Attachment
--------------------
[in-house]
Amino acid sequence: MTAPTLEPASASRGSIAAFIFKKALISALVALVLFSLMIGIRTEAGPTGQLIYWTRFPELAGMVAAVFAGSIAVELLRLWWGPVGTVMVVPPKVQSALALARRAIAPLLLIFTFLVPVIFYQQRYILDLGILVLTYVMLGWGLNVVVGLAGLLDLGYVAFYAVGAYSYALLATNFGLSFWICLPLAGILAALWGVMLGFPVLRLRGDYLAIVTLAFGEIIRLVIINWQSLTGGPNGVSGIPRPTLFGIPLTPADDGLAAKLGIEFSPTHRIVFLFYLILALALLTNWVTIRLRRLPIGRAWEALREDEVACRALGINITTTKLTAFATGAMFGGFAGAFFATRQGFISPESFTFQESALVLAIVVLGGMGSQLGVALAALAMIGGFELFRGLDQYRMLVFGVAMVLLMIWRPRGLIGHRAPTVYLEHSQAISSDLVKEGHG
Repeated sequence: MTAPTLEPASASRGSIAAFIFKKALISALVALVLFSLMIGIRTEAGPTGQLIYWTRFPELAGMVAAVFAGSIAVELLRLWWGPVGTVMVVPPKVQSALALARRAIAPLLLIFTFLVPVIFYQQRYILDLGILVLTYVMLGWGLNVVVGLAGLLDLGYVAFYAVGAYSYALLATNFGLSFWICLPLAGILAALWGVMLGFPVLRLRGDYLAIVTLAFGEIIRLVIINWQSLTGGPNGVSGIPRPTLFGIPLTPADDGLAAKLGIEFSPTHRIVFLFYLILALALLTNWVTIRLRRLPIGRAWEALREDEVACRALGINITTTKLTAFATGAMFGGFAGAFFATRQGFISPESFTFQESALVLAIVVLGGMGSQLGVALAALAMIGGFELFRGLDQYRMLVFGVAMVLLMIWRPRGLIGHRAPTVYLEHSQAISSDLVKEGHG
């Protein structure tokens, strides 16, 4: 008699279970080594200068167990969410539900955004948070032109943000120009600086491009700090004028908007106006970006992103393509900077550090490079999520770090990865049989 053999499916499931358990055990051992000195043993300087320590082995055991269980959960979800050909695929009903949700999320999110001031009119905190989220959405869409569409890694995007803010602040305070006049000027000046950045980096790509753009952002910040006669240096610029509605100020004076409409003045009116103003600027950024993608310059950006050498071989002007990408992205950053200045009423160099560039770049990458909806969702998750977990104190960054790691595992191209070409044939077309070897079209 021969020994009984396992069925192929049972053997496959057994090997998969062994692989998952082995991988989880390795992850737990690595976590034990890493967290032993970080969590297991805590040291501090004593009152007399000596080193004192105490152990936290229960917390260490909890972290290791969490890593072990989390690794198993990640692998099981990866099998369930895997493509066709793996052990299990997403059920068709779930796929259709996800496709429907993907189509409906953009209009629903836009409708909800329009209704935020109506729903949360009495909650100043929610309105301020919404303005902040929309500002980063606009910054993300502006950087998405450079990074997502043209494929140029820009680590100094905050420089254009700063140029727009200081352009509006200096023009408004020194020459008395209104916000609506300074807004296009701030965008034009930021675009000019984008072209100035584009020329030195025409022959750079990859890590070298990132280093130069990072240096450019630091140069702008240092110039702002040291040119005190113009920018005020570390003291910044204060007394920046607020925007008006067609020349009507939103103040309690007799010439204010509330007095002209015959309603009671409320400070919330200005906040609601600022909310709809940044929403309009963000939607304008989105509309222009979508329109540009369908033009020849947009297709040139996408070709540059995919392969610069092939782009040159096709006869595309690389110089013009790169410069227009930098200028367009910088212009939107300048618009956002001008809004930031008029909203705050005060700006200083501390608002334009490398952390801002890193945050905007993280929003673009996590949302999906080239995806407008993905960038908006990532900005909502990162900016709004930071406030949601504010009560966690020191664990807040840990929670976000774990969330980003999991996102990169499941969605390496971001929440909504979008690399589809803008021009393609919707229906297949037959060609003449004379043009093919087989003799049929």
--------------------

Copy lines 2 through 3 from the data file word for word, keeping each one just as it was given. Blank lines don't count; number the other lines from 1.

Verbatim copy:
Amino acid sequence: MTAPTLEPASASRGSIAAFIFKKALISALVALVLFSLMIGIRTEAGPTGQLIYWTRFPELAGMVAAVFAGSIAVELLRLWWGPVGTVMVVPPKVQSALALARRAIAPLLLIFTFLVPVIFYQQRYILDLGILVLTYVMLGWGLNVVVGLAGLLDLGYVAFYAVGAYSYALLATNFGLSFWICLPLAGILAALWGVMLGFPVLRLRGDYLAIVTLAFGEIIRLVIINWQSLTGGPNGVSGIPRPTLFGIPLTPADDGLAAKLGIEFSPTHRIVFLFYLILALALLTNWVTIRLRRLPIGRAWEALREDEVACRALGINITTTKLTAFATGAMFGGFAGAFFATRQGFISPESFTFQESALVLAIVVLGGMGSQLGVALAALAMIGGFELFRGLDQYRMLVFGVAMVLLMIWRPRGLIGHRAPTVYLEHSQAISSDLVKEGHG
Repeated sequence: MTAPTLEPASASRGSIAAFIFKKALISALVALVLFSLMIGIRTEAGPTGQLIYWTRFPELAGMVAAVFAGSIAVELLRLWWGPVGTVMVVPPKVQSALALARRAIAPLLLIFTFLVPVIFYQQRYILDLGILVLTYVMLGWGLNVVVGLAGLLDLGYVAFYAVGAYSYALLATNFGLSFWICLPLAGILAALWGVMLGFPVLRLRGDYLAIVTLAFGEIIRLVIINWQSLTGGPNGVSGIPRPTLFGIPLTPADDGLAAKLGIEFSPTHRIVFLFYLILALALLTNWVTIRLRRLPIGRAWEALREDEVACRALGINITTTKLTAFATGAMFGGFAGAFFATRQGFISPESFTFQESALVLAIVVLGGMGSQLGVALAALAMIGGFELFRGLDQYRMLVFGVAMVLLMIWRPRGLIGHRAPTVYLEHSQAISSDLVKEGHG